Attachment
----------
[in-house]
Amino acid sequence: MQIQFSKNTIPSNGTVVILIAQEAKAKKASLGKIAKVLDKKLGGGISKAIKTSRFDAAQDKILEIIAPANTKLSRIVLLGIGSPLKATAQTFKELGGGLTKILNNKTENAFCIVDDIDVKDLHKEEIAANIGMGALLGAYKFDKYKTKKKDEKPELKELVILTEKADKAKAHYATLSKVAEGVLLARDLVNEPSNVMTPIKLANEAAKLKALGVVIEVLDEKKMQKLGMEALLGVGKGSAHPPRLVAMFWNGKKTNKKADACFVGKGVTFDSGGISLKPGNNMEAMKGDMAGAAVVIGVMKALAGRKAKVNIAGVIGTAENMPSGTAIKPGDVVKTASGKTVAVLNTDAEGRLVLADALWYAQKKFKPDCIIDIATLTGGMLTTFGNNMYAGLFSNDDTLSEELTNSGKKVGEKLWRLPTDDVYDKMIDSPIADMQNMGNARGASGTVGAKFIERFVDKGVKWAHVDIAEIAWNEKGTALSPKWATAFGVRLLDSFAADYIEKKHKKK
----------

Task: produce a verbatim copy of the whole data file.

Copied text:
[in-house]
Amino acid sequence: MQIQFSKNTIPSNGTVVILIAQEAKAKKASLGKIAKVLDKKLGGGISKAIKTSRFDAAQDKILEIIAPANTKLSRIVLLGIGSPLKATAQTFKELGGGLTKILNNKTENAFCIVDDIDVKDLHKEEIAANIGMGALLGAYKFDKYKTKKKDEKPELKELVILTEKADKAKAHYATLSKVAEGVLLARDLVNEPSNVMTPIKLANEAAKLKALGVVIEVLDEKKMQKLGMEALLGVGKGSAHPPRLVAMFWNGKKTNKKADACFVGKGVTFDSGGISLKPGNNMEAMKGDMAGAAVVIGVMKALAGRKAKVNIAGVIGTAENMPSGTAIKPGDVVKTASGKTVAVLNTDAEGRLVLADALWYAQKKFKPDCIIDIATLTGGMLTTFGNNMYAGLFSNDDTLSEELTNSGKKVGEKLWRLPTDDVYDKMIDSPIADMQNMGNARGASGTVGAKFIERFVDKGVKWAHVDIAEIAWNEKGTALSPKWATAFGVRLLDSFAADYIEKKHKKK